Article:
JACKSONVILLE, Fla. — About 20 miles southwest of Jacksonville's center, buzzards circle over pine forests. Below, rows of potted blueberry plants stand ready for winter. Underneath rain covers, datil pepper plants wait out storms. It's so quiet, the only sounds are the wind and the occasional small tractor rumbling by.
"It's peaceful. It's quiet out here," Shaun Valdivia says in a low voice. "You hear the birds. It's easy on the brain, for you to think about or not think about certain things."
The quiet matters to Valdivia. The soft-spoken Marine vet with a buzz cut was so reclusive after his medical discharge from the military that he barely left his house.
"I wasn't social at all. I didn't want to see any of my old friends. I had every symptom you could have for PTSD (post-traumatic stress disorder)," he recalls. "I didn't know it at the time until I went and got it checked out by the doctors."
After Wal-Mart kicked off its corporate campaign to hire veterans — 100,000 over the next five years — Steven Ellsberry decided to give it a shot.
Medically retired last November after serving as a lead gunner in Iraq, "lots of falling off mountains in Afghanistan" and working with the Army's Warrior Transition Unit, which focuses on helping returning soldiers integrate back into civilian life, he assumed that his leadership skills and work experience would help position him for a management job at the corporate giant.
Then came the interview, in front of a panel.
"They asked how what I did in the Army compared to what happened in the civilian world," Ellsberry recalls. "I said, 'I have zero tolerance for people who don't show up to work. That's the way it was in the Army. If they didn't show up to work, I wondered, Were they in jail or the hospital? Nine times out of 10, it was because they didn't care, and if they didn't care, I didn't want them.'"
Pulling his Purple Heart cap down over his forehead as he tells the story, he continues, "A couple of people on the panel liked that answer."
Then a woman on the panel asked what was the hardest decision he had to make during the war and how he would apply that lesson to the civilian world. It was a question he couldn't answer, he says.
"I said, 'Ma'am, I'm not trying not to answer the question, but I was combat arms, and I hope you can understand what I'm trying to say.'"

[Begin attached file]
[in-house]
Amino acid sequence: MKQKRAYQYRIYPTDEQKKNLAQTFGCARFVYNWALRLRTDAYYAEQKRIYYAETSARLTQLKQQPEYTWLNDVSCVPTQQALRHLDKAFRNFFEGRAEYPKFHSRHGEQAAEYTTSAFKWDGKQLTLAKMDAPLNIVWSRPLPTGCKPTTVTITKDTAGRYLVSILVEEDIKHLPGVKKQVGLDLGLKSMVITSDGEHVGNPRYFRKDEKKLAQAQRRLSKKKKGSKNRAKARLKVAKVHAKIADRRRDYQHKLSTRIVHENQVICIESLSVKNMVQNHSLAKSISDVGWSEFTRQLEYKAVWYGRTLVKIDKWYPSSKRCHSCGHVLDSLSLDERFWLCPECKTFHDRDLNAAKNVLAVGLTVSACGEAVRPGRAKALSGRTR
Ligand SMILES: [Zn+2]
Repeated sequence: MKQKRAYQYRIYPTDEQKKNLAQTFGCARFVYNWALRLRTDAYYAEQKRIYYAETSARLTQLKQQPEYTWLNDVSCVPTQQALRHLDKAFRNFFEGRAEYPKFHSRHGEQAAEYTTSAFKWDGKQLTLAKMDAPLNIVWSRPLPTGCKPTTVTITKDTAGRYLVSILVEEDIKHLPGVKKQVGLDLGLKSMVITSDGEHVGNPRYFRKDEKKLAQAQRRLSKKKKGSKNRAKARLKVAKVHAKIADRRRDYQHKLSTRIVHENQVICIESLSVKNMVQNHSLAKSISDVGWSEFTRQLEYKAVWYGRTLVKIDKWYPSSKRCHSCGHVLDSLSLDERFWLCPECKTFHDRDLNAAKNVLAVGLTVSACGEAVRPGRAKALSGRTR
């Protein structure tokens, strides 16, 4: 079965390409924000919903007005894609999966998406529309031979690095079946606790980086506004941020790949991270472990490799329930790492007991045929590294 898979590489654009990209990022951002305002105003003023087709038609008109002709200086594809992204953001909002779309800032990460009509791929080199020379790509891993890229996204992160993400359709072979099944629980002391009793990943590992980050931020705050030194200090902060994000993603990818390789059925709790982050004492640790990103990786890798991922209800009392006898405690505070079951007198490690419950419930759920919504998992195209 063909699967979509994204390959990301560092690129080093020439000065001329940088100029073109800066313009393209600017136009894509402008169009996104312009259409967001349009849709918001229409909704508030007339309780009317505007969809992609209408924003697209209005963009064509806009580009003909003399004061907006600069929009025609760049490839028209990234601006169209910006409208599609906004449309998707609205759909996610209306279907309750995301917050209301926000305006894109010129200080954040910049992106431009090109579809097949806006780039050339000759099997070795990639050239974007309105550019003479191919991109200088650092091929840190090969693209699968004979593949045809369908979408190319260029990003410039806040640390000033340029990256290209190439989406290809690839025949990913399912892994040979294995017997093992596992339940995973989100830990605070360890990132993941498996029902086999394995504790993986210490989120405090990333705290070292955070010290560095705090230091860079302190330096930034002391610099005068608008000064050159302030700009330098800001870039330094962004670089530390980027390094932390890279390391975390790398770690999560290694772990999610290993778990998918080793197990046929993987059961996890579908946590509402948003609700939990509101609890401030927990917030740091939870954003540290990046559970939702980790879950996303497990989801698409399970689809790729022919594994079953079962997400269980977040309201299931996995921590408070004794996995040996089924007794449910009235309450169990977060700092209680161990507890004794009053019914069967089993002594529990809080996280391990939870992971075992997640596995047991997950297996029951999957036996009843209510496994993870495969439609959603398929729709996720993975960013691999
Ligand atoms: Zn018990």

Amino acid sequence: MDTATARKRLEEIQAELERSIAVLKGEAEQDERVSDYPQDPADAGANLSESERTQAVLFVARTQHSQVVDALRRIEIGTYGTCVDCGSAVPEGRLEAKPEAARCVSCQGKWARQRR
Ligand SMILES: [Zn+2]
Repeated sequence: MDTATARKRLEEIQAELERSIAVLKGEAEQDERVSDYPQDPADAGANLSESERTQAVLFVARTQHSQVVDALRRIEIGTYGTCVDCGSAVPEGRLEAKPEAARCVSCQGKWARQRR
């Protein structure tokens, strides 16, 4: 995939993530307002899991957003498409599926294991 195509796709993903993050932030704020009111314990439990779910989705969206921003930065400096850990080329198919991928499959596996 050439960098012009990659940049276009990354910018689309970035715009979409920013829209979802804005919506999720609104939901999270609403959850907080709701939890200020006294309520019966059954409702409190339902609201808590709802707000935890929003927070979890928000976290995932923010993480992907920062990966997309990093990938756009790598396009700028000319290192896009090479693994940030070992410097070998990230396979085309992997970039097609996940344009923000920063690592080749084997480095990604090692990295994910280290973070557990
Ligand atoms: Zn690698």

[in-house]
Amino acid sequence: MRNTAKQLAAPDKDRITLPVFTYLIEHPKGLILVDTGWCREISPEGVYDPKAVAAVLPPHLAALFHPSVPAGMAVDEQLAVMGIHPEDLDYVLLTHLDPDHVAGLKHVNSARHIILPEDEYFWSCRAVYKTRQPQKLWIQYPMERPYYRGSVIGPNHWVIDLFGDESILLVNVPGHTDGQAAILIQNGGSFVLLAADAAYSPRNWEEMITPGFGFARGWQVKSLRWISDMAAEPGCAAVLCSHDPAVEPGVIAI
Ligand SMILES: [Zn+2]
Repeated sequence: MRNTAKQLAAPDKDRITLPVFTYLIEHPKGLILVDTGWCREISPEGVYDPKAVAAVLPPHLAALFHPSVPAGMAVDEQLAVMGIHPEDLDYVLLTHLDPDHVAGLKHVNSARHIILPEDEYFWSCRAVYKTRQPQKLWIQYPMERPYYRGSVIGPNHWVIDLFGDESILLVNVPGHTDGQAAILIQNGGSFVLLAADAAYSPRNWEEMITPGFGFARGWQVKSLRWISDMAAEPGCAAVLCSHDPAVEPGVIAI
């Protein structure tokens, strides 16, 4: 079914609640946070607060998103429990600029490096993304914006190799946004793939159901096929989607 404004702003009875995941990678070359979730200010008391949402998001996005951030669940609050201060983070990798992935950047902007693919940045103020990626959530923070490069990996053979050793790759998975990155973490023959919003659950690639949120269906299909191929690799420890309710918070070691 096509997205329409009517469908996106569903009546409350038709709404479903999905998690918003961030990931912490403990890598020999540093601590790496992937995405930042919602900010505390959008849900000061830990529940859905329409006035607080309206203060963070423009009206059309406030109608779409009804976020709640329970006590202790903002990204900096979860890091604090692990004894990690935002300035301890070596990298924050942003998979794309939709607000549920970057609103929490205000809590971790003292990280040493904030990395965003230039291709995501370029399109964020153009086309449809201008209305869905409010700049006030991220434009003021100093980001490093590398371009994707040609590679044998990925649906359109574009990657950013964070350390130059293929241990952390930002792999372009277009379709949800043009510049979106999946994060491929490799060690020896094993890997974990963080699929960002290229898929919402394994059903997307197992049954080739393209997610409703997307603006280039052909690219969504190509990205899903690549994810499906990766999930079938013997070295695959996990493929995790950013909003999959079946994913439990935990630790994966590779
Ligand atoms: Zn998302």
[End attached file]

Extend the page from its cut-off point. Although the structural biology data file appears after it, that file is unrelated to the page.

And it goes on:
"I finally told her, the hardest decision was whether I needed to squeeze the trigger and kill someone and knowing I was going to have to live with that for the rest of my life," Ellsberry says. "And she looked at me, and the panel looked at her like, Are you serious?"
A few days later he got a letter from Wal-Mart telling him they had found someone else.
He found his way to Burke, the 36-year-old recent recipient of the Presidential Citizenship Medal for his efforts creating opportunities for disabled veterans to find fulfillment in solid hard work.
Indeed, there's much of the military lifestyle apparent at the farm. And that makes it easier for everyone to acclimate.
"We work 'em hard. And I'm a true believer in hard work. An idle mind's the devil's playground. These guys are sitting at home watching TV, drawing a check — that's when they get into trouble," Burke says as we drive from one seven-acre lot to another. "They come in with TBI (traumatic brain injury), PTSD. Some have drug issues, a lot of issues. You never know what you're going to encounter when you get here."
The ginger-haired Burke has been running the farm since 2009, and it is slowly growing. Every season he takes on five or six new post-9/11 veterans, each of whom gets a $6,000 stipend for a six-month program that trains them to work on other farms and, perhaps, one day manage their own. They learn about irrigation and nutrition in addition to accounting and organizational skills. Everyone else is a volunteer, including Burke, who donates his disability check to the farm as well as all the outside money he can drum up.
"We don’t turn a profit here. What we do is we sell our peppers and our blueberries, and that money goes right back into the program and the farm," he says. When he's not on the farm, he's fundraising, developing corporate sponsorships. Donors paid for the lots; longhorn cattle now graze in one.
Unlike other veterans' programs, the Veterans Farm gets no assistance from the government. Its funding comes from private donors and fundraising events.
Burke, by his own admission a redheaded stepchild — his stepfather is former special forces — says the main factors behind what he does every day are helping veterans and helping bullied children.
"I got bullied most of my life," he says. "My stepfather, they called him Rambo —he could swing through trees. I wanted to be a tough guy like my dad. I wanted to pull people from burning cars." It was one of the reasons he joined the military.
"Working with children is a big thing for me. I see the kids being bullied, especially those with disabilities — it eats me up." He now helps out on Berry Good Farms, a horticultural program for special-needs children.
When asked why he's doing this and if there should be government-funded programs to help prepare disabled veterans for the civilian workplace, Burke responds, "I agree. I wish there was." He says he's here because he sees a need that isn't being filled elsewhere.
While helping veterans find their place in the world after war is a major motivation for Burke, just as critical is how their treatment is perceived by the next generation of potential soldiers, sailors and Marines.
"If you don't take care of these vets, I guarantee you their children are not going to enlist in the military," he says. "It's hard to find good-quality people, and if they see their fathers and uncles coming back and you're not taking care of them and there's not something for them if they get injured, I guarantee you're going to have a hard time pulling people in to join the military."